It’s a good thing that Barack Obama continues to raise so much money for his presidential campaign, because he’ll need every dime of it to fight the two-front war that faces him — no, not against McCain and Hillary Clinton, but against McCain and the media.

Here, I’ll let Jake Tapper of ABC News today demonstrate what I mean:

Last August, I ran into Sen. Barack Obama, D-Illinois, outside the Senate chamber in the Capitol. We chatted for a second. . . .

. . . As any close friend or family member can attest, I have an unusually keen sense of smell and immediately I smelled cigarette smoke on Obama. Frankly, he reeked of cigarettes.

Obama ran off before I could ask him if he’d just snuck a smoke, so I called his campaign.

They denied it. He’d quit months before, in February, they insisted. . . . But I knew what I’d smelled and I asked his campaign to double-check and to ask him if he’d had a cigarette.

They reported back that he had told them he hadn’t had a cigarette since he quit. . . .

Except…. last night on MSNBC’s Hardball, Obama admitted that his attempt to wean himself from the vile tobacco weed had not been entirely successful.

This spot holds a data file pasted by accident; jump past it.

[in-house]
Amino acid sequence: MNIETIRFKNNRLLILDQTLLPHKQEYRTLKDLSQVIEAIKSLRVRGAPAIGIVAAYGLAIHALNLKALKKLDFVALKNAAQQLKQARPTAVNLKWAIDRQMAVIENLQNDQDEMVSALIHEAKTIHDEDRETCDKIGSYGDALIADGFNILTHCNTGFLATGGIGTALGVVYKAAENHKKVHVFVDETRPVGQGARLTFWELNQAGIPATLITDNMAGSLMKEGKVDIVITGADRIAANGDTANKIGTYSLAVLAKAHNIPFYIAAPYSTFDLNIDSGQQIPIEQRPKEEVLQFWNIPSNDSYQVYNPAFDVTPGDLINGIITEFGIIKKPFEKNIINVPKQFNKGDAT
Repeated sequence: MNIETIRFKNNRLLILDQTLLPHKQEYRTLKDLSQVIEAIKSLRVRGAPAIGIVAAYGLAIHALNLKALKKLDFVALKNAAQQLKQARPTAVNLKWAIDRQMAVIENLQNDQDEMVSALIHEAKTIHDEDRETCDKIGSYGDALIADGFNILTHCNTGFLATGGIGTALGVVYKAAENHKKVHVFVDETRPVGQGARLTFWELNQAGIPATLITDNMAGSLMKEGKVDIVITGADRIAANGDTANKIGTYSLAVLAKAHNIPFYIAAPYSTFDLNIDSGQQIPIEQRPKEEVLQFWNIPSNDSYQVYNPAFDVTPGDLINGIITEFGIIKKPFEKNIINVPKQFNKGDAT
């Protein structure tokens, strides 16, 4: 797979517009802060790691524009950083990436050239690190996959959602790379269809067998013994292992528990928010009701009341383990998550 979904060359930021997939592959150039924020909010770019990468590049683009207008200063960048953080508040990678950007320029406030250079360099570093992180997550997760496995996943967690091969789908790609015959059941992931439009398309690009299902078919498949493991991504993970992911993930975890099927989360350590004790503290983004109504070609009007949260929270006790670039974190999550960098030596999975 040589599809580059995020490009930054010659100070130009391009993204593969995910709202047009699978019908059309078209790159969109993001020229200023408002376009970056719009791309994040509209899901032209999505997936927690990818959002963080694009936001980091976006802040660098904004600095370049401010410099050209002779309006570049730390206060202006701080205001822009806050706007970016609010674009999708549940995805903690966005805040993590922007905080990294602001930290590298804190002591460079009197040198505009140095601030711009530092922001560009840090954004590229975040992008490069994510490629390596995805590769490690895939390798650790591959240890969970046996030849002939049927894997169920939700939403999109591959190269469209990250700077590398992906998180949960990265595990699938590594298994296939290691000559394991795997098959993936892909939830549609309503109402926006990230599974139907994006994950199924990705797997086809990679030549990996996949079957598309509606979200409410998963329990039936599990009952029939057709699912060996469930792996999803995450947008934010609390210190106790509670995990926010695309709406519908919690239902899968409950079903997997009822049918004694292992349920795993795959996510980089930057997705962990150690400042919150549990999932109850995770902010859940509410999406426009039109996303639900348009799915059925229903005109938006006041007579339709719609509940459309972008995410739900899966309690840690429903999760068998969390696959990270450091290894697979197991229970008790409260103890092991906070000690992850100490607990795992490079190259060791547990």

I fell off the wagon a couple times during the course of it, and then was able to get back on," he said."But it is a struggle like everything else.”

Now I wonder about last August.

It’s not a big deal in the scheme of things — the war on Iraq, a major economic crisis — indeed, it’s miniscule. Hardly worth mentioning.

Except that I don’t like feeling that I wasn’t being dealt with honestly. And as much as citizens who are suspect of the media might scoff at such a notion, many of us consider ourselves to be your representatives to help make sure our leaders are telling us the truth, and leading the country down a path we’re confident is the right one. (Corny, I know.)

Leave aside the smoking — do you ever see such a tone of moral condescension when a journalist is writing about a Republican presidential candidate? That’s the kind of attitude that leads minor stories about cigarettes or bowling to be exaggerated into supposedly important revelations about a nominee’s character, while outright lies by the other guy can be ignored because he paints "Straight Talk" on the side of his bus.

Does anyone remember Tapper and his "many" colleagues standing up during the past eight years to object that our leaders weren’t telling us the truth? To say they weren’t confident our country was being led down the right path?

Glenn Greenwald’s new book couldn’t be any more timely, or necessary.